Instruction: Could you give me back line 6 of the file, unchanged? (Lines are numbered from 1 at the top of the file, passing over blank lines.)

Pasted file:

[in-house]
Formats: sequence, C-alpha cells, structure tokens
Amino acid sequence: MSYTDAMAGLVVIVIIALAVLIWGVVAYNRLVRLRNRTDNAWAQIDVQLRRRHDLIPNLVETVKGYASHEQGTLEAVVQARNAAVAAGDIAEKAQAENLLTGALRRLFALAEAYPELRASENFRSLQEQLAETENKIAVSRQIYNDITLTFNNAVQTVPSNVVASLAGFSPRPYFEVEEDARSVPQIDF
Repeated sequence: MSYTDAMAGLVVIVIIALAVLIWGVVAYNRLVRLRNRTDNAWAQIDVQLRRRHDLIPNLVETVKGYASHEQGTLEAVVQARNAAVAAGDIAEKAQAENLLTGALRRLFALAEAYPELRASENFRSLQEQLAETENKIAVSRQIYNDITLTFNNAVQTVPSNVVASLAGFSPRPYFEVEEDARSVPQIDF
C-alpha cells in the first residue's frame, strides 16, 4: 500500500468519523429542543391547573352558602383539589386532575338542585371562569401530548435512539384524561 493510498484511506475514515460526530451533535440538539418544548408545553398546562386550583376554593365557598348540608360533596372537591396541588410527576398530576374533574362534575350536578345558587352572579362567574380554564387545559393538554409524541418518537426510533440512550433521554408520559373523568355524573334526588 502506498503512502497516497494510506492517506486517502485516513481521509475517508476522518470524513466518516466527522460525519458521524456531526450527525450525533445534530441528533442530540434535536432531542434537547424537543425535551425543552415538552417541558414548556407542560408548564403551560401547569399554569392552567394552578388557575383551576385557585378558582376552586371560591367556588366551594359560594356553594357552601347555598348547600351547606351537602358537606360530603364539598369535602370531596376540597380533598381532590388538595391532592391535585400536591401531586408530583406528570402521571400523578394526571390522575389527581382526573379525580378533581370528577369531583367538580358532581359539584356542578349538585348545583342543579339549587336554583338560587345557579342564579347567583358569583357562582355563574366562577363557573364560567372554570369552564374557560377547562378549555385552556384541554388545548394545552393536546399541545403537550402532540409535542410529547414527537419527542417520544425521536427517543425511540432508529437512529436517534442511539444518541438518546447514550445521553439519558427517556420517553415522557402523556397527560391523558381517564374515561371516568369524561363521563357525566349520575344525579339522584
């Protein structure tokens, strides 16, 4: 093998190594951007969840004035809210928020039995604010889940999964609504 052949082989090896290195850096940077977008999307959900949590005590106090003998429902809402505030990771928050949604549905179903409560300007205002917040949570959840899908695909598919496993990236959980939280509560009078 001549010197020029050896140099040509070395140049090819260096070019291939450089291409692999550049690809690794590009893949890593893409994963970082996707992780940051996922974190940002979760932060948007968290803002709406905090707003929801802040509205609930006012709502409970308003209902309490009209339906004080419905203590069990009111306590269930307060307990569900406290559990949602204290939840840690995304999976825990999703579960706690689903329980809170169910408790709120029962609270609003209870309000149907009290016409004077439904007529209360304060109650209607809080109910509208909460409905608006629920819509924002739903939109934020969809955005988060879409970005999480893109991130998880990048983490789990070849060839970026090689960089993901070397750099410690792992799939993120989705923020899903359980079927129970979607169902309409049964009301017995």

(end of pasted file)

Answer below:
């Protein structure tokens, strides 16, 4: 093998190594951007969840004035809210928020039995604010889940999964609504 052949082989090896290195850096940077977008999307959900949590005590106090003998429902809402505030990771928050949604549905179903409560300007205002917040949570959840899908695909598919496993990236959980939280509560009078 001549010197020029050896140099040509070395140049090819260096070019291939450089291409692999550049690809690794590009893949890593893409994963970082996707992780940051996922974190940002979760932060948007968290803002709406905090707003929801802040509205609930006012709502409970308003209902309490009209339906004080419905203590069990009111306590269930307060307990569900406290559990949602204290939840840690995304999976825990999703579960706690689903329980809170169910408790709120029962609270609003209870309000149907009290016409004077439904007529209360304060109650209607809080109910509208909460409905608006629920819509924002739903939109934020969809955005988060879409970005999480893109991130998880990048983490789990070849060839970026090689960089993901070397750099410690792992799939993120989705923020899903359980079927129970979607169902309409049964009301017995």